Just Let Me -- G -- Indoctrinate You!

Tuesday, October 15, 2019

It's True -- there is no governmental solution -- Thing

Dear America,

"...to decide the important question, 
whether societies of men 
are really capable or not 
of establishing good government 
from reflection and choice..."  
Alexander Hamilton, 
The Federalist Papers, No.1


To the first paragraph, in its entirety:

To the People of the State of New York: 
AFTER an unequivocal experience of the inefficiency of the subsisting federal government, you are called upon to deliberate on a new Constitution for the United States of America. The subject speaks its own importance; comprehending in its consequences nothing less than the existence of the UNION, the safety and welfare of the parts of which it is composed, the fate of an empire in many respects the most interesting in the world. It has been frequently remarked that it seems to have been reserved to the people of this country, by their conduct and example, to decide the important question, whether societies of men are really capable or not of establishing good government from reflection and choice, or whether they are forever destined to depend for their political constitutions on accident and force. If there be any truth in the remark, the crisis at which we are arrived may with propriety be regarded as the era in which that decision is to be made; and a wrong election of the part we shall act may, in this view, deserve to be considered as the general misfortune of mankind. This idea will add the inducements of philanthropy to those of patriotism, to heighten the solicitude which all considerate and good men must feel for the event. Happy will it be if our choice should be directed by a judicious estimate of our true interests, unperplexed and unbiased by considerations not connected with the public good. But this is a thing more ardently to be wished than seriously to be expected. The plan offered to our deliberations affects too many particular interests, innovates upon too many local institutions, not to involve in its discussion a variety of objects foreign to its merits, and of views, passions and prejudices little favorable to the discovery of truth.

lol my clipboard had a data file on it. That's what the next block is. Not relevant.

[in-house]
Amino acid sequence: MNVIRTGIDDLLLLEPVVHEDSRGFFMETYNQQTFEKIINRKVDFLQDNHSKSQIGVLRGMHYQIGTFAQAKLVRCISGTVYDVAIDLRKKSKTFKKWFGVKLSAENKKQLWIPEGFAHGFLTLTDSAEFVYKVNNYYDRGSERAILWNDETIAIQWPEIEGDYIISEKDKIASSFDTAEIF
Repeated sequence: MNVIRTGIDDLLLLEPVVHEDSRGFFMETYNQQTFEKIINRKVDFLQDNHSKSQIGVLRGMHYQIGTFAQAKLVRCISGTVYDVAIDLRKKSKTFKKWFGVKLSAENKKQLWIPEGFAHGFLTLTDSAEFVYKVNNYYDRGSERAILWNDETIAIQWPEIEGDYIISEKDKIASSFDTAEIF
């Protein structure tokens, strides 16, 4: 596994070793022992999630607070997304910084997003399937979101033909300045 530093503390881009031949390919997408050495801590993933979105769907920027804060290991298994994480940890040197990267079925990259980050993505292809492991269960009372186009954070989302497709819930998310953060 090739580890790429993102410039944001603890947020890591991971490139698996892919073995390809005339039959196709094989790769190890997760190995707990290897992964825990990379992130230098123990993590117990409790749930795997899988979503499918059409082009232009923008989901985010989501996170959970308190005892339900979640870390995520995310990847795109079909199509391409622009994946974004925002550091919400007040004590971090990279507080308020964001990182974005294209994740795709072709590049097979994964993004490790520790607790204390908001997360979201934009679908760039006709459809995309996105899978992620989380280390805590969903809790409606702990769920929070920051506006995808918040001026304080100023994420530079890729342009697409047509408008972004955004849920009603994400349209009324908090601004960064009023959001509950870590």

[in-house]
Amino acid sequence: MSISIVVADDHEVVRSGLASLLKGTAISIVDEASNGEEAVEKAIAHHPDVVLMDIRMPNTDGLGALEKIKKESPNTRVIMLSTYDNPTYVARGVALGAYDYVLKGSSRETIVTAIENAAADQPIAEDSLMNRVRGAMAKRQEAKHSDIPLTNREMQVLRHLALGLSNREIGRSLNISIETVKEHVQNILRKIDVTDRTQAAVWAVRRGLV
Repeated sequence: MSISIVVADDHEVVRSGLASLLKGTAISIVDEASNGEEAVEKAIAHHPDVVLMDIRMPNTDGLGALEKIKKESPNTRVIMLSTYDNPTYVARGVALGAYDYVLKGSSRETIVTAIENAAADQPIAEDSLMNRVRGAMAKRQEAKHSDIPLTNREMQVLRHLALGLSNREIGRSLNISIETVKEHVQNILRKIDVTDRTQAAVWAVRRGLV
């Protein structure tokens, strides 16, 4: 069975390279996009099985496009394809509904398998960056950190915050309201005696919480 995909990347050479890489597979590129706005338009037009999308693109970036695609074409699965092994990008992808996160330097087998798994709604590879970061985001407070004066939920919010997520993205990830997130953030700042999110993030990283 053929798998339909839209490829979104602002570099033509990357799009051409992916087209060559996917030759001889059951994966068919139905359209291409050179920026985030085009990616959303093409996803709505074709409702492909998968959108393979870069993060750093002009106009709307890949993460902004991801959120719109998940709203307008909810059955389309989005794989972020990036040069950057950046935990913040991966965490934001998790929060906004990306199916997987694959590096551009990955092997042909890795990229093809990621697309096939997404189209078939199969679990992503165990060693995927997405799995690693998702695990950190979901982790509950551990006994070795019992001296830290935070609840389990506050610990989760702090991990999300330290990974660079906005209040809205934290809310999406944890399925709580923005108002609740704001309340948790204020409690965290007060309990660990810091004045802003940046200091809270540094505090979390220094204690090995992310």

I have started this morning's musings based upon the September issue of Imprimis, the readers monthly from Hillsdale College.  This month, featuring an adaptation of a speech made by Myron Magnet, the author of the book, Clarence Thomas and the Lost Constitution.

Being just a few pages, it's surprisingly a difficult read; expect to become engulfed in a rather tight weave of the finer points of a few hand-picked Supreme Court cases -- dabbling in precedence, findings. and usurpation of the law, if any, and tying the knot with a brief biography of Clarence Thomas (advancing the belief, his grandfather saved him from a life of victim-hood and despair). 

At the end, Myron confirms what Clarence Thomas grew to know firsthand, and what very well could serve as the saving grace in the days ahead:  "there is no governmental solution."

Exactly.


..to decide the important question, 
whether societies of men 
are really capable or not 
of establishing good government 
from reflection and choice..."

...in conjunction with the understanding that there truly is no governmental solution to most things.

As Magnet magnifies in his final words:  "Regardless of race, everybody faces adversity and must choose whether to buckle down and surmount it, shaping his own fate, or to blame the outcome on powerful forces that make him ineluctably a victim -- forces that only a mighty government can master.  The Framers' Constitution presupposes citizens of the first kind.  Without them, and a culture that nurtures them, no free nation can long endure."

The establishment of good government requires that it's most precious content IS not only it's citizens, but good citizens -- good, honest, hard working, conscientious, kind, citizens, with the integrity and wherewithal to behave appropriately in all places in society, especially within the powers of government.

To that end, we have lost touch with this kind of service to God and to country.  We have totally lost touch with establishing good government from reflection and choice.  We have totally lost our sense of responsibility to be self-reliant, dependent upon the virtues and outcomes of what may come simply by being a nation elevated in good, decent self-government, fastening the security of a nation from one generation to the next.

This nation was intended to be built upon GOOD people.  

No law can take the place of just being good decent people; and every solution to our problems lies within our own, purely independent, power to change behavior.  Like George said just yesterday:

“Worry is the interest paid by those who borrow trouble.”
― George Washington

I'm alarmed by what is happening in D.C. these days.

The more light shed upon the swamp, the uglier it gets.  Our Framer's would be so ashamed of us.